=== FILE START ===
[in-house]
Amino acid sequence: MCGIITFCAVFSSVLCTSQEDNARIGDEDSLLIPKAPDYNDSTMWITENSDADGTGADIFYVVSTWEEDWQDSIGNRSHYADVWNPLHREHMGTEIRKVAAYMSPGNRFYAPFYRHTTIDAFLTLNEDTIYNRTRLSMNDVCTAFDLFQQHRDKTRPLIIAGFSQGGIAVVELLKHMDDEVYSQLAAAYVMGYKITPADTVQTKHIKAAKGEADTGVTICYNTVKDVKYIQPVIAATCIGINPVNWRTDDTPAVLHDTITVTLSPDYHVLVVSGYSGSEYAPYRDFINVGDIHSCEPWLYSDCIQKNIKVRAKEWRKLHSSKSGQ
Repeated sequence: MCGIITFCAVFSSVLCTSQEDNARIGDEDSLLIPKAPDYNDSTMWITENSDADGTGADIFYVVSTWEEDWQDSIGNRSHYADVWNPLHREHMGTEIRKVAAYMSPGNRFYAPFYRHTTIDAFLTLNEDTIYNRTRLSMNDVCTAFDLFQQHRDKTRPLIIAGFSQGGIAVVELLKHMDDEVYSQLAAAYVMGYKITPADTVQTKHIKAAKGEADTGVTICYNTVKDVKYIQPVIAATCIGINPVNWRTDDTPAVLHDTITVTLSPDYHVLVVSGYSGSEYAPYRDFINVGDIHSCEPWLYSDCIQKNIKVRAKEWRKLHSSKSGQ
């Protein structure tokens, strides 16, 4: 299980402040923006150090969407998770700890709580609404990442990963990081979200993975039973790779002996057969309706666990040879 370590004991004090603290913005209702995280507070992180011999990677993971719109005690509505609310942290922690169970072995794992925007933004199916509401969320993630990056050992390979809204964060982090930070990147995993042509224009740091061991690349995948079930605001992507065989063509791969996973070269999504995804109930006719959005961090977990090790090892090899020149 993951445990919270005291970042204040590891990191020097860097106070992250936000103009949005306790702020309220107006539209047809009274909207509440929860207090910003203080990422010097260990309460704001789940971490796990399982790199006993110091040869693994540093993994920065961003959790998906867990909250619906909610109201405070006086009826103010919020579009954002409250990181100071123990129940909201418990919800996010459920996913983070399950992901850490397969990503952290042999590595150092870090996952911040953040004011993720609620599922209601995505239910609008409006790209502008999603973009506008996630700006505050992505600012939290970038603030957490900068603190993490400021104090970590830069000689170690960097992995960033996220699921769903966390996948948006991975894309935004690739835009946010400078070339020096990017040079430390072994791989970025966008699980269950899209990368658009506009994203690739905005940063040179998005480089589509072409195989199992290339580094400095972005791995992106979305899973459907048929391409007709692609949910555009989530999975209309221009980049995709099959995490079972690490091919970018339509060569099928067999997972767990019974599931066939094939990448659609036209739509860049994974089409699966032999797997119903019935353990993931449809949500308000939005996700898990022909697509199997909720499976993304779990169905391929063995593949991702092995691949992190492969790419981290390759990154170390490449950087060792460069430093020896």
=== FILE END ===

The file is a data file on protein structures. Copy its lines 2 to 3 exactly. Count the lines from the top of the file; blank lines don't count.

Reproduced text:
Amino acid sequence: MCGIITFCAVFSSVLCTSQEDNARIGDEDSLLIPKAPDYNDSTMWITENSDADGTGADIFYVVSTWEEDWQDSIGNRSHYADVWNPLHREHMGTEIRKVAAYMSPGNRFYAPFYRHTTIDAFLTLNEDTIYNRTRLSMNDVCTAFDLFQQHRDKTRPLIIAGFSQGGIAVVELLKHMDDEVYSQLAAAYVMGYKITPADTVQTKHIKAAKGEADTGVTICYNTVKDVKYIQPVIAATCIGINPVNWRTDDTPAVLHDTITVTLSPDYHVLVVSGYSGSEYAPYRDFINVGDIHSCEPWLYSDCIQKNIKVRAKEWRKLHSSKSGQ
Repeated sequence: MCGIITFCAVFSSVLCTSQEDNARIGDEDSLLIPKAPDYNDSTMWITENSDADGTGADIFYVVSTWEEDWQDSIGNRSHYADVWNPLHREHMGTEIRKVAAYMSPGNRFYAPFYRHTTIDAFLTLNEDTIYNRTRLSMNDVCTAFDLFQQHRDKTRPLIIAGFSQGGIAVVELLKHMDDEVYSQLAAAYVMGYKITPADTVQTKHIKAAKGEADTGVTICYNTVKDVKYIQPVIAATCIGINPVNWRTDDTPAVLHDTITVTLSPDYHVLVVSGYSGSEYAPYRDFINVGDIHSCEPWLYSDCIQKNIKVRAKEWRKLHSSKSGQ